Tips for Hardy Gardeners: clean it up or leave it? Plus leaves are the new currency
Clean up/clean out your garden at the end of the season or leave it?
We talk about the advantages of both approaches, and Tom Kasper drops the bombshell that vegetable seeds left to sprout from previous years "don't stay true to type."
Make of that what you will.
On the other hand, leaving your garden alone can provide food and habitat for birds and little critters. Plus continue to provide you with great photo ops!
In other gardening news, Kasper opines," There's nothing like a steaming compost pile."
My compost pile. It contains all sorts of stuff including leaves, annuals, small sticks, compostable pots, paper, cardboard, and grass clippings. If turned regularly it will turn into dark, nutrient rich organic matter that is perfect for adding to existing gardens to improve the soil.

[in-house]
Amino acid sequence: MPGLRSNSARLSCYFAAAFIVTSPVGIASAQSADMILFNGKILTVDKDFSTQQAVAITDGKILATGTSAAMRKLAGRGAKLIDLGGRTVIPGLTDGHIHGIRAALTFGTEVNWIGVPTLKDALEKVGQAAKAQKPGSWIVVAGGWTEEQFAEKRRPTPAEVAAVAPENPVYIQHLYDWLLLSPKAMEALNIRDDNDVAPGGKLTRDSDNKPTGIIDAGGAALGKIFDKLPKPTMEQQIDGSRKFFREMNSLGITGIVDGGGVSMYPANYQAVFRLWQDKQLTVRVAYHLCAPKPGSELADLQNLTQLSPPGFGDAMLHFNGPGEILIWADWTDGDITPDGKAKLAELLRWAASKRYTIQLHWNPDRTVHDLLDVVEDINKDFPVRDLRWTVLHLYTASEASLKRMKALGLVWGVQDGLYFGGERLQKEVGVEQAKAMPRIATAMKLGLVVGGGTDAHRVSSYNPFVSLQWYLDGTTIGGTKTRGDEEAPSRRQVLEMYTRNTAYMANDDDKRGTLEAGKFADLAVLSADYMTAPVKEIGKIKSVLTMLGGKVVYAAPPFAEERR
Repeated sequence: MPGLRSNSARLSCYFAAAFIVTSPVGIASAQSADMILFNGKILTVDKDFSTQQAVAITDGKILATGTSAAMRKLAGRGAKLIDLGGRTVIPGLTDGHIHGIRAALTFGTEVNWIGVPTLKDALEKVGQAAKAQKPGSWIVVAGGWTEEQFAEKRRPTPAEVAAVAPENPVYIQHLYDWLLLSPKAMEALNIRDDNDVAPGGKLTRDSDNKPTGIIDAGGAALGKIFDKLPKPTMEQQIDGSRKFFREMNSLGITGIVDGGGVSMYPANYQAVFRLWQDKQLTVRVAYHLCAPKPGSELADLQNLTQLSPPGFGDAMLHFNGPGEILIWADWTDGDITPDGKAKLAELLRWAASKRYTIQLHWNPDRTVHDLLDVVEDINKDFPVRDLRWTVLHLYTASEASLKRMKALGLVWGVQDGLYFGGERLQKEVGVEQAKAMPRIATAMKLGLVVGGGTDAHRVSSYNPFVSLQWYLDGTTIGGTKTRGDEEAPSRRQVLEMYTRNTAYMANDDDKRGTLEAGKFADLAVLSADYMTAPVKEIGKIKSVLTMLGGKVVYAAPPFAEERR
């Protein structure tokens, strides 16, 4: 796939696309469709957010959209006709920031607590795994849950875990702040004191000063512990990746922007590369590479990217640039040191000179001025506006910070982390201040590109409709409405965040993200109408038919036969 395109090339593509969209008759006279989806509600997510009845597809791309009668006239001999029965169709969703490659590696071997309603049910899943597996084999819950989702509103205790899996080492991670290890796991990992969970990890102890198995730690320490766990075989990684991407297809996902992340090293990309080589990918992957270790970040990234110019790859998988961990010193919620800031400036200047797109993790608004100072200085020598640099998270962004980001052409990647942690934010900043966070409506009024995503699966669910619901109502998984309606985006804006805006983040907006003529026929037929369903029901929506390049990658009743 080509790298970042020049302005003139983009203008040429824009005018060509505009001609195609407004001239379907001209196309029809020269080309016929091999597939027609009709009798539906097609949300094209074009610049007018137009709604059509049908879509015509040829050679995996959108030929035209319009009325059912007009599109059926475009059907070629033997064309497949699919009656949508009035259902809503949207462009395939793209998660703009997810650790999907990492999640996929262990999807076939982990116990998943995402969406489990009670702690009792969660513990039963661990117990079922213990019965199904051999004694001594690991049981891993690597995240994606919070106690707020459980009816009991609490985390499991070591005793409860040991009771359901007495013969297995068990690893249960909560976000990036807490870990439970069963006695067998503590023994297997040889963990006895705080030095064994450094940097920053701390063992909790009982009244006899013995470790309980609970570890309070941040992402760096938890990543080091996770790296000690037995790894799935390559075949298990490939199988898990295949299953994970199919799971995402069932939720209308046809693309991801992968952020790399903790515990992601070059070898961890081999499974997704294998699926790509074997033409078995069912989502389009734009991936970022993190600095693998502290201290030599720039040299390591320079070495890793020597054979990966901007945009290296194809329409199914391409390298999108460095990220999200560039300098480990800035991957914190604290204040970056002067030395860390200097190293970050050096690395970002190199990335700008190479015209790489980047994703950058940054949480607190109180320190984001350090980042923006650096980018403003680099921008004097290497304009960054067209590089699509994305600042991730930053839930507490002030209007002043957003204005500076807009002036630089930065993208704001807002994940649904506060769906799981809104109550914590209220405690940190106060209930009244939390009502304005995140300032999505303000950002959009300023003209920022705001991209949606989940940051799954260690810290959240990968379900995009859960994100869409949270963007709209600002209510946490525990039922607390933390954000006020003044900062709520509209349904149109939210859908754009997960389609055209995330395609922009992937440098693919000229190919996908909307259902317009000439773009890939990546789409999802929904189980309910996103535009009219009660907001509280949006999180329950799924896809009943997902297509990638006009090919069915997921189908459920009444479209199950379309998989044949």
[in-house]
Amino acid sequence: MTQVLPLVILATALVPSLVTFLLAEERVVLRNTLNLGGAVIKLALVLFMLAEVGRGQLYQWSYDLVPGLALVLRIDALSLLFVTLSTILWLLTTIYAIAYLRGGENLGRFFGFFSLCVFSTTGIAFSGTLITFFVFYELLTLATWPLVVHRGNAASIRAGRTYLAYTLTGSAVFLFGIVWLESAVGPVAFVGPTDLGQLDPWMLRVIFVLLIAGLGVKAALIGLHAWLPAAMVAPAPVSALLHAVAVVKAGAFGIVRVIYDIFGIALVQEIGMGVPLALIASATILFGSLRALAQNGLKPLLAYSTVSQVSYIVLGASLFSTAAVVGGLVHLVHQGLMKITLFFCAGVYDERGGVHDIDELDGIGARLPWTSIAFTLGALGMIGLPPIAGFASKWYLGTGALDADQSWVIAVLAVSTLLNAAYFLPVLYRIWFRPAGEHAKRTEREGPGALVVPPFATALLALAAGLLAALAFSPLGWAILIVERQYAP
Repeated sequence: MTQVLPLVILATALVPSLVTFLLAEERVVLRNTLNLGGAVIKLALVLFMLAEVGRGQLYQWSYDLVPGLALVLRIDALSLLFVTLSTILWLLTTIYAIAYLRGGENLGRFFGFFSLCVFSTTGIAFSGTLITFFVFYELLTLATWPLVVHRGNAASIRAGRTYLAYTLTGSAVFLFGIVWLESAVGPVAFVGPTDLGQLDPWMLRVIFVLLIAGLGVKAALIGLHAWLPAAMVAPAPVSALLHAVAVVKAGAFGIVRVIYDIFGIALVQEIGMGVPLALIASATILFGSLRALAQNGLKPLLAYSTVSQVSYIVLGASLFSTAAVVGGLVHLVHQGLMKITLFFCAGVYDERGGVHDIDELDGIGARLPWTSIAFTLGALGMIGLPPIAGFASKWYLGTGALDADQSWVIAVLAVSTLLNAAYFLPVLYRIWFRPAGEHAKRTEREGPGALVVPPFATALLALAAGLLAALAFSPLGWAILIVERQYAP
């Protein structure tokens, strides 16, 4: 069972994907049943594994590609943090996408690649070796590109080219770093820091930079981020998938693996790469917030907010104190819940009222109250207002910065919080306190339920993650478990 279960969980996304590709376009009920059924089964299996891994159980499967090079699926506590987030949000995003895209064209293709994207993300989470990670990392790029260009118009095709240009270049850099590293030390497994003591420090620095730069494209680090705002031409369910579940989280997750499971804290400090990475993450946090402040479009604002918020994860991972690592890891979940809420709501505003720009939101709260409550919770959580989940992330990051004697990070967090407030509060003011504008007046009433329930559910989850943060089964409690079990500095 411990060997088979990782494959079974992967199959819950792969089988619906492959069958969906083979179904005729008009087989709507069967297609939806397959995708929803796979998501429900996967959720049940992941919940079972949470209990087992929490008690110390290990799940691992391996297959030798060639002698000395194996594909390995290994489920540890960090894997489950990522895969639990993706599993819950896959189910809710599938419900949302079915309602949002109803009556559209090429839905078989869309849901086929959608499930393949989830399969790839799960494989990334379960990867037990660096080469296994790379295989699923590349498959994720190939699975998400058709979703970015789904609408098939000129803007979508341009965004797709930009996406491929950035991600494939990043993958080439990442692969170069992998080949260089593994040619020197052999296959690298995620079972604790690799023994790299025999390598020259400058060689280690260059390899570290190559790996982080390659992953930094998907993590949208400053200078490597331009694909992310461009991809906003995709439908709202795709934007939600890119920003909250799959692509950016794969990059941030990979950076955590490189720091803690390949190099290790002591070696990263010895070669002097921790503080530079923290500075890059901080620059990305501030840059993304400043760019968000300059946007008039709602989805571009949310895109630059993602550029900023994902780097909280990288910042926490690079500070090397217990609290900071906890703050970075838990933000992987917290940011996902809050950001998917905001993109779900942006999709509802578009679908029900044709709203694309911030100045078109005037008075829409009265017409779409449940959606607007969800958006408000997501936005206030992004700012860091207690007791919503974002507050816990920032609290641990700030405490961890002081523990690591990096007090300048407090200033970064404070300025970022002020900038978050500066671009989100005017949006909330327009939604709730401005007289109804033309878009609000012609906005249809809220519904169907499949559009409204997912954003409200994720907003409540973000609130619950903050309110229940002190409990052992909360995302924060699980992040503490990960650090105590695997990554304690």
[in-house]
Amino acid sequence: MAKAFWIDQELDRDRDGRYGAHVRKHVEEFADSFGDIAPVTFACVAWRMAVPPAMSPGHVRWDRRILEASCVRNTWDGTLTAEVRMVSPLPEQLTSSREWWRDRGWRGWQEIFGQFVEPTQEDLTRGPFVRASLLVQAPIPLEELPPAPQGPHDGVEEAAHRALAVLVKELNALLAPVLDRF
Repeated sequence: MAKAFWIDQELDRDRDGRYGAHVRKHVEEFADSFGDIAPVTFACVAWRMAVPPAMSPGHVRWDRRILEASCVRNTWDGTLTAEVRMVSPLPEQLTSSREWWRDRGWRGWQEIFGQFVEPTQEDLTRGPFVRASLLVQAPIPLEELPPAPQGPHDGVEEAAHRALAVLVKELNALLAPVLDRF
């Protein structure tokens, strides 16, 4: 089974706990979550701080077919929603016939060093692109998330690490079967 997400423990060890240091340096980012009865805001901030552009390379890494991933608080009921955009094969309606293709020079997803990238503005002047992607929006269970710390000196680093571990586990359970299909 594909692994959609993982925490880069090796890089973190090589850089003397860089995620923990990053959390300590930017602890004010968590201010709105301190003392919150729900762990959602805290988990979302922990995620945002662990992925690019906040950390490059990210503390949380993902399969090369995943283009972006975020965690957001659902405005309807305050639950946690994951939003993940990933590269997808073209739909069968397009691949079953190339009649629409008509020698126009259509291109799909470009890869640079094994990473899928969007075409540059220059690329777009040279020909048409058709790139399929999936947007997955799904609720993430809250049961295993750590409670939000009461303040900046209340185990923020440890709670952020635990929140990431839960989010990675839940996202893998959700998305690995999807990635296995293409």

Here's Ivy's full report from the first garden she and husband Arne Vainio put in:
Just from our garden, we grew:
- 26 tomato plants (canned 16 quarts of sauce/2 pints of sauce/4-2cups of roasted tomato sauce that we froze/ate many off the plants)
- 4 heads of cabbage (made into sauerkraut/gave one head away)
- 5 heads of collard greens (blanched and frozen/gave one head away)
- 3 hills of potatoes (10 lbs)
- 6 celery plants (we blanched and frozen)
- grew small cute carrots that we just ate. Maybe 10 carrots total.
- herbs- dried (pint each of oregano, parsley)
- made several batches of basil pesto.
- grew strawberries and ate them as they came in
- 34 half-pints of chokecherry jelly and crabapple jelly
Other food preservation we did with farm produce gifted to us:
- 15 quarts of dill pickles (we bought from road side market)
- 27 jars of canned carrots
- 28 pints of pickled beets
- we blanched and froze several jars of carrot and celery tops
- we also made 8 jars of watermelon rind pickles from farm stand black diamond watermelons